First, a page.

In my early sales career, I experienced what now has the fancy title of CIL – Competition Inducing Leadership.
Basically, it’s where a sales leader creates an environment of competition among their employees.
Good idea or bad idea?
For those who know me, they would tell you that I’m quite a competitive character … especially in sport.
However, in business, I’m not inspired to succeed based on beating my peers. I’m inspired to succeed based on my own intrinsic motivational criteria including:
- Succeeding through values-aligned marketing and sales activity
- Succeeding through personal growth and learning
- Succeeding through making a positive difference to my clients’ lives
- Succeeding through personal goal achievement
My experience with CIL was it was demotivating, exhausting and a source of overwhelm … and the research suggests I am not alone.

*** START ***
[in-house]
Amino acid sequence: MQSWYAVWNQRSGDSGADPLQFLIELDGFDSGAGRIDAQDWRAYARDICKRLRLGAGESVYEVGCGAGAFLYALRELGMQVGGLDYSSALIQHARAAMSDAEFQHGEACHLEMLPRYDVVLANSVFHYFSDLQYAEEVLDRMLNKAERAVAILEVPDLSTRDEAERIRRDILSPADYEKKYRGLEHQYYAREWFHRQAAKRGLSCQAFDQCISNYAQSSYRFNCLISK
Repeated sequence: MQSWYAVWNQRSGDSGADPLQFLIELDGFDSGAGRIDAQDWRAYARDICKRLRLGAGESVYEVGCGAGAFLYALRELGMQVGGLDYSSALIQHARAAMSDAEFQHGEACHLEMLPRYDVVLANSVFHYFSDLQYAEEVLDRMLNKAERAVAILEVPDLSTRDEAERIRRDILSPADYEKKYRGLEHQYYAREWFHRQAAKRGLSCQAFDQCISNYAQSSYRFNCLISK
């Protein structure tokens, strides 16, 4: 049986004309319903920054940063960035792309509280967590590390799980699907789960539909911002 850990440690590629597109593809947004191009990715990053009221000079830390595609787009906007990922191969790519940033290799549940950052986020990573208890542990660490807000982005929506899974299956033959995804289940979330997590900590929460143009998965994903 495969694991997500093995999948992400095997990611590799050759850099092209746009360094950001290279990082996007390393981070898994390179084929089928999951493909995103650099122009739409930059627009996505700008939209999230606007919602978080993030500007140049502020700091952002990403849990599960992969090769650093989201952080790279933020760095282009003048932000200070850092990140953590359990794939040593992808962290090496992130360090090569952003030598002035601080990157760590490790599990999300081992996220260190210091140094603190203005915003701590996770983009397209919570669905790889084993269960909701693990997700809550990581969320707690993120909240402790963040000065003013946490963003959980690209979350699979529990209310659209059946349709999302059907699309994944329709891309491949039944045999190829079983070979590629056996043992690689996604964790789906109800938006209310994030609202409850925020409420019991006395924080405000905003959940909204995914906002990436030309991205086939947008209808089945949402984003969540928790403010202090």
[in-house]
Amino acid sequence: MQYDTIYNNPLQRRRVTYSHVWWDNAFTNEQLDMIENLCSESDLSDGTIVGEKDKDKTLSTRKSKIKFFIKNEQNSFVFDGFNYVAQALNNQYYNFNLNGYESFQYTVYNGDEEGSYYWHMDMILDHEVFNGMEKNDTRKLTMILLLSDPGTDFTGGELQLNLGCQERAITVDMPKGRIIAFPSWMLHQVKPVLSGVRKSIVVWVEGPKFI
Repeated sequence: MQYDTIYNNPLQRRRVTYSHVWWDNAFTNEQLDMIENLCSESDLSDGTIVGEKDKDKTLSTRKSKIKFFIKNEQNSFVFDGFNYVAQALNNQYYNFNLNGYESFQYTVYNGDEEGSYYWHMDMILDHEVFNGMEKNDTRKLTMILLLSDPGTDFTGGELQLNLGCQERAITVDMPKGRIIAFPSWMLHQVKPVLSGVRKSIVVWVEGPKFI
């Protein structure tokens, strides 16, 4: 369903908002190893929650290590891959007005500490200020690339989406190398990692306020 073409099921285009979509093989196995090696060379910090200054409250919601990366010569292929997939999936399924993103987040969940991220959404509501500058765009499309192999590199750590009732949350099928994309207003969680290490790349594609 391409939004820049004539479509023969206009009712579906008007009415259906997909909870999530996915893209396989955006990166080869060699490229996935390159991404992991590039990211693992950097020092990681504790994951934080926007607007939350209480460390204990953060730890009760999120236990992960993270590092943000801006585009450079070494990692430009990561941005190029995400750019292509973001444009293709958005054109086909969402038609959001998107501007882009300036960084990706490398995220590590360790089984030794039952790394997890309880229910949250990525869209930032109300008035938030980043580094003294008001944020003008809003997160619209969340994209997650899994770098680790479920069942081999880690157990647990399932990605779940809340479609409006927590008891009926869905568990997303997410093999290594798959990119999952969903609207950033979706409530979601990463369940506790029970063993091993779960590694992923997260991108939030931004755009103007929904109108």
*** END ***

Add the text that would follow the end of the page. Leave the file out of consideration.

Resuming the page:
CIL can certainly be a motivator for salespeople who are driven by extrinsic motivators (for example pay, ego boosts based on others’ opinions [yes … that’s an external motivator, not an intrinsic one], and the drive to beat others).
However, while CIL can benefit some salespeople, for others it can result in exhaustion and underperformance.
If you’re a sales leader, tread carefully if you’re practicing CIL.
Maximilian Friess, Sascha Alavi, Johannes Habel & Bianca Richter (2023) When sales leaders induce competition among sales employees: a source of motivation or exhaustion?, Journal of Personal Selling & Sales Management